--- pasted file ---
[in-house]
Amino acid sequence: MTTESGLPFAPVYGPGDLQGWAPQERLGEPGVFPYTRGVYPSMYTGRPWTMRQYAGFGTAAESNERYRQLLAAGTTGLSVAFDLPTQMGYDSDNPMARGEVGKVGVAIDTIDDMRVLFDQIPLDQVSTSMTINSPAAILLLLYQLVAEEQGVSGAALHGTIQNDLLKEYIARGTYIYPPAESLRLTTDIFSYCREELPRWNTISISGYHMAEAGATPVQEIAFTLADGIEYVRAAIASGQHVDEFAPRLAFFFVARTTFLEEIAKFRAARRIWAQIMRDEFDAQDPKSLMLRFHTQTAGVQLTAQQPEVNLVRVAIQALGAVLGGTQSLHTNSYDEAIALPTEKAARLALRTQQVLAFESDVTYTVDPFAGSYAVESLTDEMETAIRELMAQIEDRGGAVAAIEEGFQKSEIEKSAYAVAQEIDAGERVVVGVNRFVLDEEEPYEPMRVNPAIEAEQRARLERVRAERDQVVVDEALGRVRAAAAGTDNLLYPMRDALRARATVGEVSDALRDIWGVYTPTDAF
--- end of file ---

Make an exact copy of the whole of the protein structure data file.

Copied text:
[in-house]
Amino acid sequence: MTTESGLPFAPVYGPGDLQGWAPQERLGEPGVFPYTRGVYPSMYTGRPWTMRQYAGFGTAAESNERYRQLLAAGTTGLSVAFDLPTQMGYDSDNPMARGEVGKVGVAIDTIDDMRVLFDQIPLDQVSTSMTINSPAAILLLLYQLVAEEQGVSGAALHGTIQNDLLKEYIARGTYIYPPAESLRLTTDIFSYCREELPRWNTISISGYHMAEAGATPVQEIAFTLADGIEYVRAAIASGQHVDEFAPRLAFFFVARTTFLEEIAKFRAARRIWAQIMRDEFDAQDPKSLMLRFHTQTAGVQLTAQQPEVNLVRVAIQALGAVLGGTQSLHTNSYDEAIALPTEKAARLALRTQQVLAFESDVTYTVDPFAGSYAVESLTDEMETAIRELMAQIEDRGGAVAAIEEGFQKSEIEKSAYAVAQEIDAGERVVVGVNRFVLDEEEPYEPMRVNPAIEAEQRARLERVRAERDQVVVDEALGRVRAAAAGTDNLLYPMRDALRARATVGEVSDALRDIWGVYTPTDAF